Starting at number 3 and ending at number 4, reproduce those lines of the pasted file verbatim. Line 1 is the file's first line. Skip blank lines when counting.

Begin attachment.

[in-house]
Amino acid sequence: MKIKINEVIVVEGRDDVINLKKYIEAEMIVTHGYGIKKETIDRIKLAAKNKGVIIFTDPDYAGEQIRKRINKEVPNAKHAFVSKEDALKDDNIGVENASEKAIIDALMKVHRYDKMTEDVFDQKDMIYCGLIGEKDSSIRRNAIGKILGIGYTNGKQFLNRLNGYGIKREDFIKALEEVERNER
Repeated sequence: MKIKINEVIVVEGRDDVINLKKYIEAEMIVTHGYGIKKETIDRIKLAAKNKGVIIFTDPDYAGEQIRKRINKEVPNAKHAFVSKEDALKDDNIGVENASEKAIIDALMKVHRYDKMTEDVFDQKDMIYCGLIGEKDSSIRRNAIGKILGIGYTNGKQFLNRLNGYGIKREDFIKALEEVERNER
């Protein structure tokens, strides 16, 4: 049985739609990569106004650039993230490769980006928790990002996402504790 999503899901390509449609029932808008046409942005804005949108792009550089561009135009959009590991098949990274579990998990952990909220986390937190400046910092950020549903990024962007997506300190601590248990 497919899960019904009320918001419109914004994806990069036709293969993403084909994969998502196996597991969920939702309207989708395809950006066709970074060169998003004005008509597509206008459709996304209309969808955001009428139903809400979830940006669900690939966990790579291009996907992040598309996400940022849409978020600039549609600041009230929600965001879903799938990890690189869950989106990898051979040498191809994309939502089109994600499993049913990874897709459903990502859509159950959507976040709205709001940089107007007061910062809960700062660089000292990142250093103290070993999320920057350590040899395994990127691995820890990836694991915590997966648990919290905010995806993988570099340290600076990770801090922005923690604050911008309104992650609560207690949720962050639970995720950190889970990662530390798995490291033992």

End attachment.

Repeated sequence: MKIKINEVIVVEGRDDVINLKKYIEAEMIVTHGYGIKKETIDRIKLAAKNKGVIIFTDPDYAGEQIRKRINKEVPNAKHAFVSKEDALKDDNIGVENASEKAIIDALMKVHRYDKMTEDVFDQKDMIYCGLIGEKDSSIRRNAIGKILGIGYTNGKQFLNRLNGYGIKREDFIKALEEVERNER
């Protein structure tokens, strides 16, 4: 049985739609990569106004650039993230490769980006928790990002996402504790 999503899901390509449609029932808008046409942005804005949108792009550089561009135009959009590991098949990274579990998990952990909220986390937190400046910092950020549903990024962007997506300190601590248990 497919899960019904009320918001419109914004994806990069036709293969993403084909994969998502196996597991969920939702309207989708395809950006066709970074060169998003004005008509597509206008459709996304209309969808955001009428139903809400979830940006669900690939966990790579291009996907992040598309996400940022849409978020600039549609600041009230929600965001879903799938990890690189869950989106990898051979040498191809994309939502089109994600499993049913990874897709459903990502859509159950959507976040709205709001940089107007007061910062809960700062660089000292990142250093103290070993999320920057350590040899395994990127691995820890990836694991915590997966648990919290905010995806993988570099340290600076990770801090922005923690604050911008309104992650609560207690949720962050639970995720950190889970990662530390798995490291033992």